Bapsi Sidhwa Criticism - Essay

Judy Cooke (review date 19 September 1980)

(Contemporary Literary Criticism)

SOURCE: Cooke, Judy. “Roast Cat.” New Statesman 100, no. 2583 (19 September 1980): 23.

[In the following excerpt, Cooke praises The Crow Eaters as an “excellent” and enjoyable novel.]

Bapsi Sidhwa's The Crow Eaters is an excellent novel, her first, a book about India which one can wholeheartedly enjoy rather than respectfully admire. The author is a born storyteller, an affectionate, shrewd observer of the Parsi family whose history is here related. She organises her material well and writes with authority and flair.

‘Faredoon Junglewalla, Freddy for short, was a strikingly handsome, dulcet-voiced adventurer …’ It is an opening paragraph to whet the reader's appetite and the subject is not one to disappoint his public. Freddy is first seen trundling towards Lahore in a bullock cart with his wife Putli, his baby daughter and his dreadful mother-in-law. He has some trouble with the rooster sharing the ride, a perverse bird who likes to cling to our hero's buttocks at the climax of love-making ‘like an experienced rodeo rider’. In a matter of days Freddy finds an excuse for sacrificing this favourite and is soon eating chicken curry. That is the measure of the man. It is easy to credit his meteoric rise to fortune (aided by arson and insurance fraud); it is inevitable that his children are lesser figures, that Yazdi should renounce his inheritance in disgust, that Billy should become one of the richest misers in the continent. A Parsi Forsyte Saga? Who knows? Mrs Sidhwa's fiction may develop in a number of directions but one thing is certain, she will be read.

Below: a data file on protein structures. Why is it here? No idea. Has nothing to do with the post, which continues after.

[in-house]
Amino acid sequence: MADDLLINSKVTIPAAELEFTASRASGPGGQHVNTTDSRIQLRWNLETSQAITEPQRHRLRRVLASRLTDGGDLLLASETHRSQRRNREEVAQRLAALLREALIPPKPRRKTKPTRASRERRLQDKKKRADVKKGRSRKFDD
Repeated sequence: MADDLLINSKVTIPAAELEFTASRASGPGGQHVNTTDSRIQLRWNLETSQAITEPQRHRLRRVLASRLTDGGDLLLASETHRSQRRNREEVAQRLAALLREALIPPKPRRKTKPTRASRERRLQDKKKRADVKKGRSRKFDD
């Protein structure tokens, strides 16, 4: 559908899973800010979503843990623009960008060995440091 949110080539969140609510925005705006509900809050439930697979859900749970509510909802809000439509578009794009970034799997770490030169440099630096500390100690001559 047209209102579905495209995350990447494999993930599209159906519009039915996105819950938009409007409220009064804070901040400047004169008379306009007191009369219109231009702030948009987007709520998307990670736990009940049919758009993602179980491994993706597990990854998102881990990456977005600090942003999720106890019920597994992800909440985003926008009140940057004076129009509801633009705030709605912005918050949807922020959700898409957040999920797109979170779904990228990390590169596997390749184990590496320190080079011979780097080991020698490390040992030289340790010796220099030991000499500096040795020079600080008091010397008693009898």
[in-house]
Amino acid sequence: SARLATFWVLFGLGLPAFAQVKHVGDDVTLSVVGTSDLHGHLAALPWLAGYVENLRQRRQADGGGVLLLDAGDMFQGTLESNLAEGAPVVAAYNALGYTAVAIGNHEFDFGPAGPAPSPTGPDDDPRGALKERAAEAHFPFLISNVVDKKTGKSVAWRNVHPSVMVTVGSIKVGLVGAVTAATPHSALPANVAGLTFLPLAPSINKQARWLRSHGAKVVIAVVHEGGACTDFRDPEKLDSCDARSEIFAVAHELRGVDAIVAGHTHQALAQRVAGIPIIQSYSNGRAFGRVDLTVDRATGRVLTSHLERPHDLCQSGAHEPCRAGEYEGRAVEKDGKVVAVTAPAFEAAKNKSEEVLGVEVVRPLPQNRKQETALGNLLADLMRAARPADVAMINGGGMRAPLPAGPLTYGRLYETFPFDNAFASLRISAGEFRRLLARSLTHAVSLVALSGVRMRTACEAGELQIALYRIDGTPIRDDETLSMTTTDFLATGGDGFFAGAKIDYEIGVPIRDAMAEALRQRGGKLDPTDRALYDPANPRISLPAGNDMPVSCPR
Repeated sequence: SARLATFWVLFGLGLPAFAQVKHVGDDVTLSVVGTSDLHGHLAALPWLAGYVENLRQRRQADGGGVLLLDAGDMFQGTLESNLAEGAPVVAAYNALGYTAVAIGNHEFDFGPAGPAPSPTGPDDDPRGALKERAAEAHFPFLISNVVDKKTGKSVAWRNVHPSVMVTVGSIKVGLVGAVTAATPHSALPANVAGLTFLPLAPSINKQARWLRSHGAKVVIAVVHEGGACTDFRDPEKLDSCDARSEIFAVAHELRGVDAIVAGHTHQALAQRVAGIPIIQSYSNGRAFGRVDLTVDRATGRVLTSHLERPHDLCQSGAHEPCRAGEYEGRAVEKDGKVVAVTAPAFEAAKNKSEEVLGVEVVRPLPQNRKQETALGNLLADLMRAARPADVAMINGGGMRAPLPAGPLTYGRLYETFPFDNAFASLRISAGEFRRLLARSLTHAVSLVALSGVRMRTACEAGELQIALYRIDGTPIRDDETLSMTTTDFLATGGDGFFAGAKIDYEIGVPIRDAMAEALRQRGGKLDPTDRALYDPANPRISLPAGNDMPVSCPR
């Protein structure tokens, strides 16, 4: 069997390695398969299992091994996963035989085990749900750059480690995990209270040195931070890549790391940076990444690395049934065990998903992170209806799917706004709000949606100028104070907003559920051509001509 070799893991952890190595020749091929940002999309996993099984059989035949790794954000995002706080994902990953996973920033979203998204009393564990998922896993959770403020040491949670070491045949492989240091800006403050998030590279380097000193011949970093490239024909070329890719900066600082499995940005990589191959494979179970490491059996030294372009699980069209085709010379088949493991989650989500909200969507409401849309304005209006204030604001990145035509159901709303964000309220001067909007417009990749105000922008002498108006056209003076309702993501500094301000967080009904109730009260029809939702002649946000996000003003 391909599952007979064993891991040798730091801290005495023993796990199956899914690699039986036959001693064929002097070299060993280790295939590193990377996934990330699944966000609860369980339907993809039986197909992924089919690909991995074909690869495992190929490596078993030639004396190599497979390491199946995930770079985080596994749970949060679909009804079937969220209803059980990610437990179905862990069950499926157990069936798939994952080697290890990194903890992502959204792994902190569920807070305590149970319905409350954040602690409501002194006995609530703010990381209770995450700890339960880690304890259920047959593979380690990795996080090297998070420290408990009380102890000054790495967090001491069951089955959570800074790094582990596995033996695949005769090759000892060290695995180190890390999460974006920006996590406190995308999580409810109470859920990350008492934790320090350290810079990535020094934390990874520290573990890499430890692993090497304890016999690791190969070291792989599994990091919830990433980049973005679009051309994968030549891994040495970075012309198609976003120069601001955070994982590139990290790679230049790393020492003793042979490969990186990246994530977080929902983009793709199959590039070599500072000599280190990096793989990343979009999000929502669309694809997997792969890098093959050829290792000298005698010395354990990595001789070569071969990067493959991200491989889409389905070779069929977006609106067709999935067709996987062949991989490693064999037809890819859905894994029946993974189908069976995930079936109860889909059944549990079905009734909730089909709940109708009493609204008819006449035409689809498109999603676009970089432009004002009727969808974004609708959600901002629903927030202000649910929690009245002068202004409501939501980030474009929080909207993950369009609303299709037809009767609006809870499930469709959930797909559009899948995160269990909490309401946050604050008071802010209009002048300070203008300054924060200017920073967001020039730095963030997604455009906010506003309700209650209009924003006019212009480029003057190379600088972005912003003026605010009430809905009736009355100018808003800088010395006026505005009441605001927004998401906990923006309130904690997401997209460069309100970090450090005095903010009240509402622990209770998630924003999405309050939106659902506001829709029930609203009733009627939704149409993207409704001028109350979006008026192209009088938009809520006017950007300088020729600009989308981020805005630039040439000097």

Patricia Craig (review date 26 September 1980)

(Contemporary Literary Criticism)

SOURCE: Craig, Patricia. “Junglewalla & Co.” Times Literary Supplement, no. 4043 (26 September 1980): 1057.

[In the following review, Craig compliments the elements of black comedy in The Crow Eaters.]

Indian society offers plenty of targets for the humorist, though it hasn't, at any rate in novels written in English, generated, too much straightforward comic fiction. It is more common to find an ironic perspective suddenly lightening a very serious undertaking, as in the novels of Ruth Prawer Jhabvala. Bapsi Sidhwa, however, in a sprightly first novel [The Crow Eaters] shows that black comedy is by no means alien to the spirit of Indian writing. Her...

(The entire section is 658 words.)

Frank Rudm (review date 18 October 1980)

(Contemporary Literary Criticism)

SOURCE: Rudm, Frank. Review of The Crow Eaters, by Bapsi Sidhwa. Spectator 245, no. 7945 (18 October 1980): 25.

[In the following excerpt, Rudm offers a positive assessment of The Crow Eaters, calling the novel “a wholly charming passage to India.”]

[The Crow Eaters] is about the vicissitudes of a Parsi family in Lahore. The action takes place between 1900 and the second World war. The title is taken from an Indian proverb: Anyone who talks too much is said to have eaten crows. Faredoon Junglewalla (Freddy for short) is never at a loss for words, or, for that matter, does he lack ideas, nefarious though they may be. Freddy is an engaging rogue, handsome, dulcet-voiced, and consumed with absurd vanities. The greatest thorn in his flesh is Jerbanoo, his mother-in-law, who has been unwillingly brought thousands of miles to Lahore from a Tower of Silence where a devout Parsi must be buried. She is a wily tyrant who is up to Freddy's tricks, but she is asleep when he sets fire to the premises that are both home and business. When the fire breaks out Freddy makes such a clamour that Jerbanoo is rescued, and her fears are temporarily allayed.